For those of you who may not realize it, our son, Ben is adopted. You can read our miraculous birth story (but you may want to grab a tissue first).
Last week, during a tough couple of days (puberty is so hard!), Ben questioned for a moment if it was possible that I could love him as much as I would if I had given birth to him.
While I was reassuring him of my incredible love for him, I made the comment that God had knit our hearts together from before his birth. That it was no surprise to God that he was given to us in adoption. That was His plan for him (and for us) all along.
He understands the word “knit” from a handiwork perspective. I crochet and he knows what that looks like. But he didn’t really get what exactly I meant about our hearts being “knit together.” He certainly knows he is loved and that he loves us. But love is a word used so much these days — we love our iPhones, the color yellow, and pizza. I wanted him to understand that our love for him comes from a place much deeper than pizza — I wanted him to know what it means to be “knit together.”
Of course, since my go-to way to expound on the meaning of words is by doing a word study, a quick word study was in order here, too.
If you’re unsure about what it means to do a word study, or why I do them, take a peek back at A is for Attentive. I explain more there.
Today’s word for study is KNIT.
Key Word Definitions:
Unite: to put together or join to make one mixture
Closely: in a close, compact manner, with the parts united or pressed together; with near affection, attachment or interest
Join: to set or bring one thing in contiguity with another; to couple; to connect; to combine
Grow: to increase; to be augmented; to advance; to improve; to make progress
Draw: to pull along; to attract; to cause to move towards itself
Together: in company; in or into union; in concert
Knit Defined in My Own Words:
To be knit together is to be joined in a way that cannot be broken. To be combined, united, made into one. To be coupled.
And it came to pass . . . that the soul of Jonathan was knit with the soul of David, and Jonathan loved him as his own soul. (1 Samuel 18:1)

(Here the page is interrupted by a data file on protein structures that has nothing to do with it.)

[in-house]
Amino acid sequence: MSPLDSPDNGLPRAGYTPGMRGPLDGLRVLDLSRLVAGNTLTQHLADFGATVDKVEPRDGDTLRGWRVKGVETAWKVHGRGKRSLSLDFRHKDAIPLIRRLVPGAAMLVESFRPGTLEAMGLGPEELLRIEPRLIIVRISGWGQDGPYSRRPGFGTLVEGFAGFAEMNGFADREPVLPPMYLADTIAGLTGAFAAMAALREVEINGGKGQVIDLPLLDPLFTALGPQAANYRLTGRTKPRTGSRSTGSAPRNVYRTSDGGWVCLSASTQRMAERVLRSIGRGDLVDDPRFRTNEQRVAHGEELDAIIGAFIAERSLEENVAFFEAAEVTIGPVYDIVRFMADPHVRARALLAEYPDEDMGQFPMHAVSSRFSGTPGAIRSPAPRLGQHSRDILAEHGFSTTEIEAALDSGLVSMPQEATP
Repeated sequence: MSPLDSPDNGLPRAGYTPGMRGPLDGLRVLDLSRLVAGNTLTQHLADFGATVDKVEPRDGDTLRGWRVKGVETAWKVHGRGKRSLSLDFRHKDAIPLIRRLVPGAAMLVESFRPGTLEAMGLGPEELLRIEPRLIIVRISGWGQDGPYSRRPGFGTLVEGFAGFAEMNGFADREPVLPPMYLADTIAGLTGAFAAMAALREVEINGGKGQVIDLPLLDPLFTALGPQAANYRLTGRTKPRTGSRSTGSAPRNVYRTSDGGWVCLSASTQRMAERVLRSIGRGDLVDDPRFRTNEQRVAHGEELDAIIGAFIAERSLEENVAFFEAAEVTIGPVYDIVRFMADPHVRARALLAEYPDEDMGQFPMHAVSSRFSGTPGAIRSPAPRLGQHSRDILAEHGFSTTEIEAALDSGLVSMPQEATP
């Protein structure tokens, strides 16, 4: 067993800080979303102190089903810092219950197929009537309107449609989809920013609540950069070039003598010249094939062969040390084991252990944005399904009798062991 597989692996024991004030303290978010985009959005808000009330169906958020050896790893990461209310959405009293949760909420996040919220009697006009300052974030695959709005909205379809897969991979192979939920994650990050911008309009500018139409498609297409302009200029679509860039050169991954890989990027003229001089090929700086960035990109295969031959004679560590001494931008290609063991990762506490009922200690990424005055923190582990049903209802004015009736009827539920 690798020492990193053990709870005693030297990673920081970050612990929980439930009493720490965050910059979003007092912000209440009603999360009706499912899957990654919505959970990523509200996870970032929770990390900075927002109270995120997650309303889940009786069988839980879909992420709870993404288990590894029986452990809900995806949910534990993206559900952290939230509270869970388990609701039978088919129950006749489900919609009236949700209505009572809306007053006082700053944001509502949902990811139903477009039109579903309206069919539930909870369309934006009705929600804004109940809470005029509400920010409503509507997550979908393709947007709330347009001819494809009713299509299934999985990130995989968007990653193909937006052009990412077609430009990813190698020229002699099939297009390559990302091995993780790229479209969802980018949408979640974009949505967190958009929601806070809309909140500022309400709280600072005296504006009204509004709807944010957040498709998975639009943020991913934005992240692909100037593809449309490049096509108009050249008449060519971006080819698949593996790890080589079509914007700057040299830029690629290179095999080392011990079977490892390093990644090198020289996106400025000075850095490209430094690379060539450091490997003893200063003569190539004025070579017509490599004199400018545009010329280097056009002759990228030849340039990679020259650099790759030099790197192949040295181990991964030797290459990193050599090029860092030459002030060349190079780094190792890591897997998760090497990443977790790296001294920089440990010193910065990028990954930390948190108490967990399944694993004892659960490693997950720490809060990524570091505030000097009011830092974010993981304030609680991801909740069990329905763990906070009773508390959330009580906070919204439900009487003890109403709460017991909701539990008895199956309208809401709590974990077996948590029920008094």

. . . that their hearts may be encouraged, being knit together in love, to reach all the riches of full assurance of understanding and the knowledge of God’s mystery, which is Christ. (Colossians 2:2)
For you created my inmost being; you knit me together in my mother’s womb. (Psalm 139:13)
. . . from whom the whole body, joined and knit together by what every joint supplies, according to the effective working by which every part does its share, causes growth of the body for the edifying of itself in love. (Ephesians 4:16)
If you knit (or crochet), then you probably already have a visual for how yarn can become entwined, connected, and not easily separated or broken. Grabbing a knitted afghan to show Ben how the stiches all intertwine and cannot be pulled apart or “un-knitted” was a great object lesson to explain this concept.
Being knit together means to join and grow together. That’s exactly what God did with our family — he joined us and now we are growing together. The “yarn” is love. It really has little to do with blood or childbirth. In fact, God gives us the beautiful example of marriage to show that two people, unrelated to each other, can have their hearts and souls knit together with the common bond of love. He does the same between parents and children, and sometimes with friends.
When I read the verse about David and Jonathan, I was particularly touched at the great love these friends have for each other. It is a special relationship — intimate on a level that is truly a gift — when two friends reach a level of intimacy that can be described as having souls that are knit together. It requires a companionship of innermost thoughts, feelings, and ideas and a transparency that transcends pride or fear. What it does not require is a blood connection.
It is no accident that the Bible would use the word “knit” to describe how God forms his children and then connects us. Just like the tangled yarn, it’s nearly impossible to un-knit people who have been woven together at the heart and soul level. Especially when it is God himself who did the handiwork.
I hope that Ben now understands knitted hearts are inextricably connected. That the love I have for him transcends childbirth. That I love him as I love my own soul.
And that we can never be un-knitted.